Ron Washington picks Fernando Rodney as All-Star closer


Fernando Rodney simply making the All-Star team at age 35 and after five consecutive seasons with an ERA higher than 4.00 is amazing enough, but apparently he’ll also be asked to close out the game if the American League has a ninth-inning lead.

Rodney told Marc Topkin of the Tampa Bay Times that AL manager Ron Washington has already said he’s in line for the save opportunity, getting the nod over fellow closers Joe Nathan, Ryan Cook, Jim Johnson, and Chris Perez. That’s somewhat surprising considering Nathan is Washington’s closer for the Rangers and is having an incredible season himself with a 1.73 ERA, 18 saves, and a 45/4 K/BB ratio in 36 innings.

Of course, Rodney has a 0.93 ERA, 25 saves, and a 38/5 K/BB ratio in 39 innings, so it’s tough to go wrong either way. And maybe Washington just really wants to see Rodney do his post-save “shooting an arrow” celebration on a national stage.

Mariano Rivera closed out the American League’s last All-Star victory in 2009.

Bob Uecker is basically indestructible

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Tom Haurdicourt of the Milwaukee Journal-Sentinel has a story about beloved Brewers broadcaster Bob Uecker’s frighteningly eventful offseason that’s definitely worth a read.

The frightening part: Uecker got bit by a brown recluse spider last October. He didn’t realize it at first and happened to show the bite to a doctor a couple of days later. The doctor realized how serious it was — brown recluses can kill people — and Uecker was rushed off to surgery. He’s fine now, back in the Brewers booth and actually joking about the spider bite.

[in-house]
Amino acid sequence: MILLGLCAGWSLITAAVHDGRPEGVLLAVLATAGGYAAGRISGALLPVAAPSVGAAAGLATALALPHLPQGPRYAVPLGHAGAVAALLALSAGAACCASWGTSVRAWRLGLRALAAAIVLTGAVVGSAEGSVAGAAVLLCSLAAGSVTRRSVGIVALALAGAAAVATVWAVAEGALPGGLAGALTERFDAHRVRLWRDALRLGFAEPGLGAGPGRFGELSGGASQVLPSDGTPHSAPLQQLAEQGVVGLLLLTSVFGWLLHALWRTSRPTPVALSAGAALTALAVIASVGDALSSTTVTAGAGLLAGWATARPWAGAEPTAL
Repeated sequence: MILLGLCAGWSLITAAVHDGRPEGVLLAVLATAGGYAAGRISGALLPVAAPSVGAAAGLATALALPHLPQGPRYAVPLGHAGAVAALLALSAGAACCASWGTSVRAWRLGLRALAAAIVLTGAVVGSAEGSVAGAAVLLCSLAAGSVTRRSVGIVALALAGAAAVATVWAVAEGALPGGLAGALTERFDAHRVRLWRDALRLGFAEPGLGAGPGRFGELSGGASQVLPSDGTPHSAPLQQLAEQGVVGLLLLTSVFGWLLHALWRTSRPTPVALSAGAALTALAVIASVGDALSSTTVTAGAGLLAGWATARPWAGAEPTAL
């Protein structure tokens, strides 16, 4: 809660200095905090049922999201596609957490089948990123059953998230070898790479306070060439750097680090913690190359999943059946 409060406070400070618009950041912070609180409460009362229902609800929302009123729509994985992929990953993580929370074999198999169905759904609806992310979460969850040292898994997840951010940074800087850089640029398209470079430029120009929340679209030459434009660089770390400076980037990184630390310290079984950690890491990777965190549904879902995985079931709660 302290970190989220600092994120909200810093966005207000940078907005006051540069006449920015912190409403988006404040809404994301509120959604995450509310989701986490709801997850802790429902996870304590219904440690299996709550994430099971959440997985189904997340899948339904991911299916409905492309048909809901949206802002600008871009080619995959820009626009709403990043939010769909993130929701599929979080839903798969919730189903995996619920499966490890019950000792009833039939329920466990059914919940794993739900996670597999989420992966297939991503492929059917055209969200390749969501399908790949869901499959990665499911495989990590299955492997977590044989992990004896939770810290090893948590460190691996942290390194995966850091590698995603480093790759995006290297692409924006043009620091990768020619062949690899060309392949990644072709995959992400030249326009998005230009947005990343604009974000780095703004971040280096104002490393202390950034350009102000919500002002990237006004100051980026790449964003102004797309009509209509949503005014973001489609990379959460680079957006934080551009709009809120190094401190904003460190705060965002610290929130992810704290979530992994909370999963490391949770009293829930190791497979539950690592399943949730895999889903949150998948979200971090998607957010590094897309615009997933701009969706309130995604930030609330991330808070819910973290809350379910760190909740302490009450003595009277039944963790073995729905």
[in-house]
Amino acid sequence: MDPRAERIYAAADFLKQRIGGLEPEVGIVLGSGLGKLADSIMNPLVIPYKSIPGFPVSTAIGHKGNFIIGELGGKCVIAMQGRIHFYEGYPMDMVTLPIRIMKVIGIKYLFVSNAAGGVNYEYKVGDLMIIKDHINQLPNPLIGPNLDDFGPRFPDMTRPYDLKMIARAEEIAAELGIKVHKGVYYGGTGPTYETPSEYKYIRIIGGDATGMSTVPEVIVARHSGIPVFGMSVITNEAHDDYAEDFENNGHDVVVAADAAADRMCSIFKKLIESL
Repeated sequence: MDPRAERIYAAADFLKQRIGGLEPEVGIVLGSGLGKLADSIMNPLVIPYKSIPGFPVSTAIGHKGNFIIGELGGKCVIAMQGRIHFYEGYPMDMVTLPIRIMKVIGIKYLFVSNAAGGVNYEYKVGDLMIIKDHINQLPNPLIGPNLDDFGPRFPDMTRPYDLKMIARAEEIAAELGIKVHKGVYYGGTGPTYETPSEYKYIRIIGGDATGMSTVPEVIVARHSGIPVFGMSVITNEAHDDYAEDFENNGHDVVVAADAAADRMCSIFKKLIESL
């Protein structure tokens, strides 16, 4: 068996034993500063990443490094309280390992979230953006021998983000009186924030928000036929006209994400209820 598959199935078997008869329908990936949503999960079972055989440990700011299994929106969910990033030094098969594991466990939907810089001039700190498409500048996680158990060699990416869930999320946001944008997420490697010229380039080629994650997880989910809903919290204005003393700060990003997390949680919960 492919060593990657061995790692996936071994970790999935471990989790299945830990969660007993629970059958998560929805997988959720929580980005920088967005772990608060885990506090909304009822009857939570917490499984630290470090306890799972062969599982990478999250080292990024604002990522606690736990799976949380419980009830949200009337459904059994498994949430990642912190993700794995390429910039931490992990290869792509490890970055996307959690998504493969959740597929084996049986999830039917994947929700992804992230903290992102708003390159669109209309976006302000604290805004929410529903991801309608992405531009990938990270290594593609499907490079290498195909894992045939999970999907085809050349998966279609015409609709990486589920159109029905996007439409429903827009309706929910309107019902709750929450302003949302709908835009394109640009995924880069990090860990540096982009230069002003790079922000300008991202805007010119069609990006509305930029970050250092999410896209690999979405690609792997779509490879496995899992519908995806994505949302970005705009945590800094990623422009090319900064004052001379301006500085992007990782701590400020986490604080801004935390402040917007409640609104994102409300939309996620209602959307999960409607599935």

The incident, though, leads Haudricourt to chronicle all of Uecker’s health issues over the years and the list is fairly amazing. I mean, we’ve written about some of his more recent health issues on this site, but I was unaware of just how many potentially fatal ailments Uecker has dealt with and beat in the past 25-30 years or so. Not that he’s too fazed by it all:

“I know I’m lucky. I’ve had 11 major surgeries overall. But, through all of that stuff, I made some unbelievable friends. All those doctors at Froedtert [Hospital]. We’re all friends now. So, a lot of good came out of it.”

That’s quite the perspective.

Uecker is 84. Counting his playing career he’s entering his 63rd year in baseball. He’s still one of the best, if not the best, broadcasters going. Thank goodness he wasn’t stopped by a spider of all things. Here’s hoping he keeps going for many more years to come.